Need a jumbo mortgage but you don't want to pay a jumbo mortgage rate? You might consider a piggyback loan.
A piggyback loan is an arrangement where you use two mortgages, instead of just one, to finance the purchase of a home. The second, smaller mortgage is said to "piggyback" on top of the primary loan.
With a jumbo piggyback loan, you can take out a low-interest conforming mortgage for part of the loan, then a second piggyback loan for the remainder. In some cases, it may also enable you to avoid paying for private mortgage insurance (PMI) as well.
Piggyback mortgages, sometimes called blended mortgages, are much less common than they were a few years ago, when they were a popular type of home financing during the boom years of the last decade. But they still can be a very practical way to save money when buying a home.
The old reason: avoiding PMI and down payments
During the boom years, piggyback mortgages were typically used to avoid or minimize down payments while eliminating the need to pay for PMI. Since PMI is required on most mortgages with less than 20 percent down, lenders would arrange for borrowers to get one mortgage for 80 percent of the purchase price and a second one for 20 percent to cover the down payment, which would "piggyback" on the first.
If the borrower wanted to make at least a partial down payment of 5 or 10 percent, the second loan might be for 10 or 15 percent of the purchase value. For this reason, piggyback mortgage arrangements are often described as "80-20," "80-10-10" or "80-15-5" to describe the ratios of primary mortgage, piggyback loan and down payment.
The jumbo piggyback
Depending on where you live, conforming mortgages backed by Fannie Mae or Freddie Mac will allow you to borrow as much as $417,000 - $625,500. Anything above that is a jumbo mortgage and will charge significantly higher interest rates and fees.
So with a jumbo piggyback, you borrow as much as Fannie or Freddie will allow with a lower-rate conforming loan, then the rest with a second loan at a higher "jumbo" rate.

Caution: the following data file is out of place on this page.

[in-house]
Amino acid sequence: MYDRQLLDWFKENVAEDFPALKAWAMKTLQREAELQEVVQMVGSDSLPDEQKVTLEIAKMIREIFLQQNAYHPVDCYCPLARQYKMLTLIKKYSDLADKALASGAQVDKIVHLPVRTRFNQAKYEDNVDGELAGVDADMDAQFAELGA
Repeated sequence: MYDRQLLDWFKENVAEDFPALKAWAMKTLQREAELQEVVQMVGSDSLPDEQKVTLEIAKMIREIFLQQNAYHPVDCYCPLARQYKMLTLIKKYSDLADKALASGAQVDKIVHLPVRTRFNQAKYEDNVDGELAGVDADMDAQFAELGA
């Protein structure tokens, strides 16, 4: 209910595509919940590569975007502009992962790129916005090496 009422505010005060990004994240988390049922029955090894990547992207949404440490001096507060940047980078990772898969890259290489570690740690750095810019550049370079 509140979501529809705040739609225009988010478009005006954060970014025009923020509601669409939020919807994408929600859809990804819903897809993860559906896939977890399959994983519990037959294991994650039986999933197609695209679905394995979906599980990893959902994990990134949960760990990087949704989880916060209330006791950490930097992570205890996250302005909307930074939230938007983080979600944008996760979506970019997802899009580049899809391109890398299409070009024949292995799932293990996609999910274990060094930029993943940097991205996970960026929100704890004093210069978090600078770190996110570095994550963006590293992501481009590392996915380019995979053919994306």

A few things to note. To qualify for such an arrangement, you're going to need pretty good credit - preferably a FICO score of 740 or above. It's also likely that you'll still have to come up with at least 20 percent down, although down payment requirements have loosened somewhat since the years right after the crash and some lenders may allow you to put down as little as 10 percent.
Depending on how much you're borrowing and what your local conforming loan limits are, your jumbo piggyback could be a 60-20-20, an 80-10-10, a 30-50-20 or whatever proportion you end up with.
Another thing a jumbo piggyback can do is give you additional flexibility with the piggyback portion of the loan. Because the piggyback loan carries a higher rate, some borrowers will opt to pay it off faster than the primary loan.
If the primary loan is a 30-year mortgage, they may choose a 15-year term for the piggyback to pay it off faster and reduce the rate as well. Another option might be to choose an adjustable-rate mortgage (ARM) for the piggyback loan to get a lower rate and then pay the balance down quickly before the rate resets.
Not all lenders are willing to do a piggyback mortgage for a jumbo loan - many of them won't even touch jumbo loans to begin with. But if you can find the right lender who will work with you to explore your various options under this approach, a piggyback jumbo could leave more money in another piggy - your bank account.